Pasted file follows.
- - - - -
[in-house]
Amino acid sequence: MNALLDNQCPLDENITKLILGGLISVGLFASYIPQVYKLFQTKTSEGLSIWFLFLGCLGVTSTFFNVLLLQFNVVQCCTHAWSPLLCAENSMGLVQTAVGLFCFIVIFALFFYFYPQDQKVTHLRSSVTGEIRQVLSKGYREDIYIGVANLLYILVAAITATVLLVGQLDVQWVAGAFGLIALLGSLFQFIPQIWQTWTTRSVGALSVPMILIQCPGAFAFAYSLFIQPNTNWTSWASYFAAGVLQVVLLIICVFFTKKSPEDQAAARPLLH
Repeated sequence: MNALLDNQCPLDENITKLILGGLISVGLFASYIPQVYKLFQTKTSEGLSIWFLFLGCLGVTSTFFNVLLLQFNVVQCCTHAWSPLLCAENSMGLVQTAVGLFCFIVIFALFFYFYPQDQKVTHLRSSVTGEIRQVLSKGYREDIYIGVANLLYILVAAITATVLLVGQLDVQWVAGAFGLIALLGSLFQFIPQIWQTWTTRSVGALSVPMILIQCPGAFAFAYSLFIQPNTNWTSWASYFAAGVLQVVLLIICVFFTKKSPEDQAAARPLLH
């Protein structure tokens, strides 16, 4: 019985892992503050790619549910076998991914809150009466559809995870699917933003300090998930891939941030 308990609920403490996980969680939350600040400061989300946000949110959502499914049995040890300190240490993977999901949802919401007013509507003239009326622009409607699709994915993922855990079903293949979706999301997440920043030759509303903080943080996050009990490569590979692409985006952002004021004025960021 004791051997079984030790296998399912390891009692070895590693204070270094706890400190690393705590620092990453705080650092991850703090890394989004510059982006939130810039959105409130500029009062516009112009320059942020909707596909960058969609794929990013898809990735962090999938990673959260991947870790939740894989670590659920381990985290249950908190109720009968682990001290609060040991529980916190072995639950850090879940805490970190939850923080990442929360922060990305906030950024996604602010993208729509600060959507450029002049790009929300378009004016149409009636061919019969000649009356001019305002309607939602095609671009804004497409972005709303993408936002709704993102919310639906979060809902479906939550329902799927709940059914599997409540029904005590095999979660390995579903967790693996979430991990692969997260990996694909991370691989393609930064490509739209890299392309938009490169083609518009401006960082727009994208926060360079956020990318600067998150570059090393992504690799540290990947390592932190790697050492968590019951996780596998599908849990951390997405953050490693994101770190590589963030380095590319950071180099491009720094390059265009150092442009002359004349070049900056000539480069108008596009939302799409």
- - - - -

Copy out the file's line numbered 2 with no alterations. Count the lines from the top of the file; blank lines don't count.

Amino acid sequence: MNALLDNQCPLDENITKLILGGLISVGLFASYIPQVYKLFQTKTSEGLSIWFLFLGCLGVTSTFFNVLLLQFNVVQCCTHAWSPLLCAENSMGLVQTAVGLFCFIVIFALFFYFYPQDQKVTHLRSSVTGEIRQVLSKGYREDIYIGVANLLYILVAAITATVLLVGQLDVQWVAGAFGLIALLGSLFQFIPQIWQTWTTRSVGALSVPMILIQCPGAFAFAYSLFIQPNTNWTSWASYFAAGVLQVVLLIICVFFTKKSPEDQAAARPLLH